Two poems, one story

Every once in a while I try my hand at some fancyass prose just to see what happens.

Occasionally I come up with something with which I am fairly satisfied, and two of those recent examples are here and here.

For the first poem, Bending Slightly in the Breeze, I didn’t set out to write a poem initially.  I drive past several sunflower fields on the way to work each day, and I think, when they are in full bloom, they are one of the most beautiful sights on earth.  After several trips back and forth, I realized that almost every single flower faced east.  I still don’t know why that’s the case (anyone know?), and I found it very interesting.  Also, the entire field on a small hillside just makes it look like the country is on fire with joy, especially as the sun dips low in the sky at the end of the day.

I tried taking a picture of the fields with my phone as I drove by (not the safest thing, I know), and the pictures just didn’t do them justice.  Not even close.  It was then that I grabbed my phone one morning and recorded a voice memo of what it was like to drive past the flowers, and that eventually morphed into the poem.

I wondered what it would be like to be one of those flowers.  They looked like they were all patiently waiting for something…but what?  Anyone see the movie City of Angels?  It reminded me of when the angels would gather on the beach every single morning to watch the sun rise and hear the glorious music that came with it.  Perhaps these sunflowers were echos of those angels.  What would it be like to be among them?  I wanted to see what they saw.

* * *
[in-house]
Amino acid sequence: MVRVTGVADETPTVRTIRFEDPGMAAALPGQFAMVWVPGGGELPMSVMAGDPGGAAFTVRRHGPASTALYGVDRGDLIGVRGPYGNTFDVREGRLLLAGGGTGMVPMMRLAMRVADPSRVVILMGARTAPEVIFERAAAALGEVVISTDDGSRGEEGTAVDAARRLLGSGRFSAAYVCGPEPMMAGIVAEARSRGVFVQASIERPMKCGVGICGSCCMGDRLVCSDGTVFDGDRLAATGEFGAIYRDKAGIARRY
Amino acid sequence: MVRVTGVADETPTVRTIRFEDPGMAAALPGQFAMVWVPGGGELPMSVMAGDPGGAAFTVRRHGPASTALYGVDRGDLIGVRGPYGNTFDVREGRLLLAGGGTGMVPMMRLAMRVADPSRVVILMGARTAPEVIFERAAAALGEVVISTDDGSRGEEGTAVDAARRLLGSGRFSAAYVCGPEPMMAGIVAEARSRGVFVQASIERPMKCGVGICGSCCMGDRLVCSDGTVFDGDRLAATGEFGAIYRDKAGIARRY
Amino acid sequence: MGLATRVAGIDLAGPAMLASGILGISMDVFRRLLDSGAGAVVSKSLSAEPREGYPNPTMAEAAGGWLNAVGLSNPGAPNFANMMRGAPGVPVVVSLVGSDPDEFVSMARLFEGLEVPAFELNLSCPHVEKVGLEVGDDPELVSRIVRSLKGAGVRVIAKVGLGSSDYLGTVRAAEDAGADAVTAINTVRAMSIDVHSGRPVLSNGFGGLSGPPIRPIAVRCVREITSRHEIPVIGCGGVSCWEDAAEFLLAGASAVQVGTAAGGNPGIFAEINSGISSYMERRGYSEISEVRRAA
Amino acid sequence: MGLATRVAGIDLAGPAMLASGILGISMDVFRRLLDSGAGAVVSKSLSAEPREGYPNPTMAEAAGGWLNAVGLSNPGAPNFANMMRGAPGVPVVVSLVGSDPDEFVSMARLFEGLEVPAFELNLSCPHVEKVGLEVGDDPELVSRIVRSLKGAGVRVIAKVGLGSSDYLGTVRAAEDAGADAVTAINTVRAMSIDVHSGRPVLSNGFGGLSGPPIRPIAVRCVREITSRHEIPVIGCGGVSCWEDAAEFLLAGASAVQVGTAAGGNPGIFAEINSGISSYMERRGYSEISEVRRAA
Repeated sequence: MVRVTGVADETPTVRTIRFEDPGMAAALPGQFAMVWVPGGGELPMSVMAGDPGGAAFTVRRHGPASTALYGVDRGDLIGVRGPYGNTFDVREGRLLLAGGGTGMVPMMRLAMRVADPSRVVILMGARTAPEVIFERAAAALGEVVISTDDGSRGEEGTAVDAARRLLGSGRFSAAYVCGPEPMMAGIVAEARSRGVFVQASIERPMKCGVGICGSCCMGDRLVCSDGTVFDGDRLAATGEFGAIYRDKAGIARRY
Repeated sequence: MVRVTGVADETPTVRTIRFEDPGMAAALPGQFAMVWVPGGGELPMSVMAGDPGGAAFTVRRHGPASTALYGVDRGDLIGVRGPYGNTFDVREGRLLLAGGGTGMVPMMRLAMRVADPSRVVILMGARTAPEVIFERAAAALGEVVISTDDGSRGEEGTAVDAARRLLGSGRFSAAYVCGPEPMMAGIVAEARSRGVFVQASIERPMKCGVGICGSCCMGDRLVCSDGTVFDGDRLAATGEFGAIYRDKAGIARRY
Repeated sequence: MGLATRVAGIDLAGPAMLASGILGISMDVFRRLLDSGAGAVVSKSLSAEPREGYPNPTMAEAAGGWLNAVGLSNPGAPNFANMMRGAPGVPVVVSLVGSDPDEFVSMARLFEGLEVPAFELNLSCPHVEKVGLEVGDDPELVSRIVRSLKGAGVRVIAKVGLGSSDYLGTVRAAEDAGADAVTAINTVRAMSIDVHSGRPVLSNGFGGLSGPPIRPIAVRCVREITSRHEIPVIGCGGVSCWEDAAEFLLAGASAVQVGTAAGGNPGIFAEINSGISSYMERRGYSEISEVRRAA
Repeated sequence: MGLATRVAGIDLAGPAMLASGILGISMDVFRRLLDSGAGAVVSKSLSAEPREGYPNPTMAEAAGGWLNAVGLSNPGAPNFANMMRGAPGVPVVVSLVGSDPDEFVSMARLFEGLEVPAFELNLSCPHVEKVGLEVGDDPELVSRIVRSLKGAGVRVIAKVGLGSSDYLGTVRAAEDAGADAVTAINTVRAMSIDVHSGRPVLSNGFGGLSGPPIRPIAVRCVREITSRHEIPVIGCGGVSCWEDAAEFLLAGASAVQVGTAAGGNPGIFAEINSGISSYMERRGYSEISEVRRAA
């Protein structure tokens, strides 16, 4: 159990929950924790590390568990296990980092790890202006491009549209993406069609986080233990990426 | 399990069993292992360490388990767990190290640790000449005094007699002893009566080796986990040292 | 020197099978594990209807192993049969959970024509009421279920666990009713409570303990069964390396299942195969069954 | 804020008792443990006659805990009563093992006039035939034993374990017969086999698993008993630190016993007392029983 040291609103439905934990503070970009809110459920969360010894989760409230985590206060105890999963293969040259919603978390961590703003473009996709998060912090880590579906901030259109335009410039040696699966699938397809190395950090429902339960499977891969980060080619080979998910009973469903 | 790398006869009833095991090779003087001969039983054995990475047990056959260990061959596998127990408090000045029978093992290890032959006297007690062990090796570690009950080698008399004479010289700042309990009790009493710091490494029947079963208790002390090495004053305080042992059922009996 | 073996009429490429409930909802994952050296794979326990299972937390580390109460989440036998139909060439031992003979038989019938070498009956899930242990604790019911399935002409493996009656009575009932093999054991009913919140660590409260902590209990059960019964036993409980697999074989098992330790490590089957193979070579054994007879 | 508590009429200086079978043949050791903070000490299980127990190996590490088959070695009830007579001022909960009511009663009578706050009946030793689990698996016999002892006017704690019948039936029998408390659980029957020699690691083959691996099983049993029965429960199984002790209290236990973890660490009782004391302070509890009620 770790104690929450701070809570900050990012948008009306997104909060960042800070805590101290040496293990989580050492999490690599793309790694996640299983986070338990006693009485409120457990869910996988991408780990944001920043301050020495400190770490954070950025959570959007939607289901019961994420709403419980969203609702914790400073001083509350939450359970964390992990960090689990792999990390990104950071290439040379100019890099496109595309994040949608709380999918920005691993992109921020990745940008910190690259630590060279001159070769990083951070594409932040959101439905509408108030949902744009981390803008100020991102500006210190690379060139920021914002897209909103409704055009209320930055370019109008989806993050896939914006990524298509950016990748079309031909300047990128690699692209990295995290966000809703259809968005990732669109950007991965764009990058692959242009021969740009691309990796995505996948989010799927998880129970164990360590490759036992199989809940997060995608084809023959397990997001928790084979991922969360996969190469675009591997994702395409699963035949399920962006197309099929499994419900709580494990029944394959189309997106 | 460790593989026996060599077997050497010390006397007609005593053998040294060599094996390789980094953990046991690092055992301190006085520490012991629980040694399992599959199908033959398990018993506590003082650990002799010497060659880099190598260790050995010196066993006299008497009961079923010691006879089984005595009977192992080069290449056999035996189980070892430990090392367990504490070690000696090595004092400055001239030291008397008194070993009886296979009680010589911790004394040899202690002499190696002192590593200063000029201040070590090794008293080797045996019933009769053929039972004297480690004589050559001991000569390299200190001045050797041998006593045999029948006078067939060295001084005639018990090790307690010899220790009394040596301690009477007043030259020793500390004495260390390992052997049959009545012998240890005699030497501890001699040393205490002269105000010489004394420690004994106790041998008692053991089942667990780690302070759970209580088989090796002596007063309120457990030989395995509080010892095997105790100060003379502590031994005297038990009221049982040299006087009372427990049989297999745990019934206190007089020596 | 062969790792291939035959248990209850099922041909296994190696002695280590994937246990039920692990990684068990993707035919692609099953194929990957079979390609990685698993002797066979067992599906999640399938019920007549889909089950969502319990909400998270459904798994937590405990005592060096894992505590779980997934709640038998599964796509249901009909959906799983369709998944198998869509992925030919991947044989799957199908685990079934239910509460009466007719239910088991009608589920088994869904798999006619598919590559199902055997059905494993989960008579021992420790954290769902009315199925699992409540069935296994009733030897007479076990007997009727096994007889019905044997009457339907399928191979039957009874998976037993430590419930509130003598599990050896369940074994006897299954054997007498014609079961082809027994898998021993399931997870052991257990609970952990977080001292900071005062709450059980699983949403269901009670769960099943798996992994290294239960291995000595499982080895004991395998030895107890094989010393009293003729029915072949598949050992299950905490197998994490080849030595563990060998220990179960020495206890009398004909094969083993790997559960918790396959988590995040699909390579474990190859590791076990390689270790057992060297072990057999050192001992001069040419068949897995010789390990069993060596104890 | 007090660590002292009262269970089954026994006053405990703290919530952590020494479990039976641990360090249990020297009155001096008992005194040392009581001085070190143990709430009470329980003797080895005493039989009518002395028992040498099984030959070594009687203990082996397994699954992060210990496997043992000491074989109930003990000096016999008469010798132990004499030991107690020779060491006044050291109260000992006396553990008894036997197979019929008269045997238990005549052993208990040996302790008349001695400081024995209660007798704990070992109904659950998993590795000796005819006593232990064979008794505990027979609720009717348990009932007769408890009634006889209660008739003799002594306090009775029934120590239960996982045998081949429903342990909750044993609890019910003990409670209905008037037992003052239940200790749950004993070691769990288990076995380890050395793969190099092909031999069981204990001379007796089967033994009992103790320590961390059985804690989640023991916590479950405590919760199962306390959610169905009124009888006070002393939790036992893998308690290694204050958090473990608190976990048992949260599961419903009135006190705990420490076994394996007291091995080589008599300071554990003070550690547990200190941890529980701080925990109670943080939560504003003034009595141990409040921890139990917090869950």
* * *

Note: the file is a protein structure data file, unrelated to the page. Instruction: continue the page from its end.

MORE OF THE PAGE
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For the second poem, This Was Where She Belonged, I again thought of the sunflowers since they remind me of the hills being on fire, but it was also inspired by some real, scary flames.  Recently, my partner’s place of business was threatened by a grass fire.  It’s a remote area with only one road as an entrance/exit and he and his coworkers were not allowed to evacuate for fear they’d clog the route for emergency vehicles needing to get in.  After a very tense hour or so, the fire was put out about 100 feet from his building, after his office had begun to fill up with smoke.  Needless to say, I was very happy to see him after work that day.

Back to the poem, I imagined my human/sunflower (notice her feet were still rooted in the soil) from the first poem threatened by a fast-moving, evil, destructive grass fire.  The last part of the poem was about…acceptance, I suppose.  She couldn’t outrun the fire (indeed, I was trained in such matters as a summer camp counselor), and so she accepted…her fate, whatever that may be.

Maybe the fire would spare her.  Maybe she’d get burned and rise from the ashes.  And maybe the fire would get put out in the nick of time, just 100 feet away.

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